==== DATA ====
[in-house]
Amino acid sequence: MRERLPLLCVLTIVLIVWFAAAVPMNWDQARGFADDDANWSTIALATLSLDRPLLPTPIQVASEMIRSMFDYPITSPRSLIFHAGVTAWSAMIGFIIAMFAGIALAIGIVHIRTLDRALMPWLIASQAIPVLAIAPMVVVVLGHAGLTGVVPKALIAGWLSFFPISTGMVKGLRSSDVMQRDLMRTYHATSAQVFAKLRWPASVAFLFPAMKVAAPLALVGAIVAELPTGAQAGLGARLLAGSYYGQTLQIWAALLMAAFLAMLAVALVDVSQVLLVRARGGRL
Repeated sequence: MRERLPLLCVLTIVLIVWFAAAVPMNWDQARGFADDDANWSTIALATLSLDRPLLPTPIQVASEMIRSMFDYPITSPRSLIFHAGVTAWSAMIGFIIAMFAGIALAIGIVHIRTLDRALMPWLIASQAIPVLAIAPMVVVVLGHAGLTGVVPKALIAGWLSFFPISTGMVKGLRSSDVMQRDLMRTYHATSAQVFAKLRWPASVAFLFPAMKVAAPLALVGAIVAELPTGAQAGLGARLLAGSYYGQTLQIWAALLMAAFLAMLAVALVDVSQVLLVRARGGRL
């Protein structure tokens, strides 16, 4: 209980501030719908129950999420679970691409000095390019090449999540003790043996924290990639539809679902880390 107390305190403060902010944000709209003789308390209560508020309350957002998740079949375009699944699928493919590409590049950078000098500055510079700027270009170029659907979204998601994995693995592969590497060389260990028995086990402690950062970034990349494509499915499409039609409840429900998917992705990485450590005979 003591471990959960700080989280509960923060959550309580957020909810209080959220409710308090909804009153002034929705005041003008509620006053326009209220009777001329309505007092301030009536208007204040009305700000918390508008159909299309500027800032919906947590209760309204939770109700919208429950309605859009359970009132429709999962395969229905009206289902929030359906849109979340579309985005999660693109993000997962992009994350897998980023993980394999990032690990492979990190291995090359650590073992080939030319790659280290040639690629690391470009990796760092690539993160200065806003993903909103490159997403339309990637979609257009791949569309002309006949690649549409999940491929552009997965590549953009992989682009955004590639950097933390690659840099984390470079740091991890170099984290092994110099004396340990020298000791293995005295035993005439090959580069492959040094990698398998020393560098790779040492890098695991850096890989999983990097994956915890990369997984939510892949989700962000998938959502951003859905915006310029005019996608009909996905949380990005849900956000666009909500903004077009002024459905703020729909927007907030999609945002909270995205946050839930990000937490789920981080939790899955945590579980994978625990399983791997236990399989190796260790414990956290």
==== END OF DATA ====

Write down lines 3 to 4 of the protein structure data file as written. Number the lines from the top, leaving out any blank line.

Repeated sequence: MRERLPLLCVLTIVLIVWFAAAVPMNWDQARGFADDDANWSTIALATLSLDRPLLPTPIQVASEMIRSMFDYPITSPRSLIFHAGVTAWSAMIGFIIAMFAGIALAIGIVHIRTLDRALMPWLIASQAIPVLAIAPMVVVVLGHAGLTGVVPKALIAGWLSFFPISTGMVKGLRSSDVMQRDLMRTYHATSAQVFAKLRWPASVAFLFPAMKVAAPLALVGAIVAELPTGAQAGLGARLLAGSYYGQTLQIWAALLMAAFLAMLAVALVDVSQVLLVRARGGRL
């Protein structure tokens, strides 16, 4: 209980501030719908129950999420679970691409000095390019090449999540003790043996924290990639539809679902880390 107390305190403060902010944000709209003789308390209560508020309350957002998740079949375009699944699928493919590409590049950078000098500055510079700027270009170029659907979204998601994995693995592969590497060389260990028995086990402690950062970034990349494509499915499409039609409840429900998917992705990485450590005979 003591471990959960700080989280509960923060959550309580957020909810209080959220409710308090909804009153002034929705005041003008509620006053326009209220009777001329309505007092301030009536208007204040009305700000918390508008159909299309500027800032919906947590209760309204939770109700919208429950309605859009359970009132429709999962395969229905009206289902929030359906849109979340579309985005999660693109993000997962992009994350897998980023993980394999990032690990492979990190291995090359650590073992080939030319790659280290040639690629690391470009990796760092690539993160200065806003993903909103490159997403339309990637979609257009791949569309002309006949690649549409999940491929552009997965590549953009992989682009955004590639950097933390690659840099984390470079740091991890170099984290092994110099004396340990020298000791293995005295035993005439090959580069492959040094990698398998020393560098790779040492890098695991850096890989999983990097994956915890990369997984939510892949989700962000998938959502951003859905915006310029005019996608009909996905949380990005849900956000666009909500903004077009002024459905703020729909927007907030999609945002909270995205946050839930990000937490789920981080939790899955945590579980994978625990399983791997236990399989190796260790414990956290």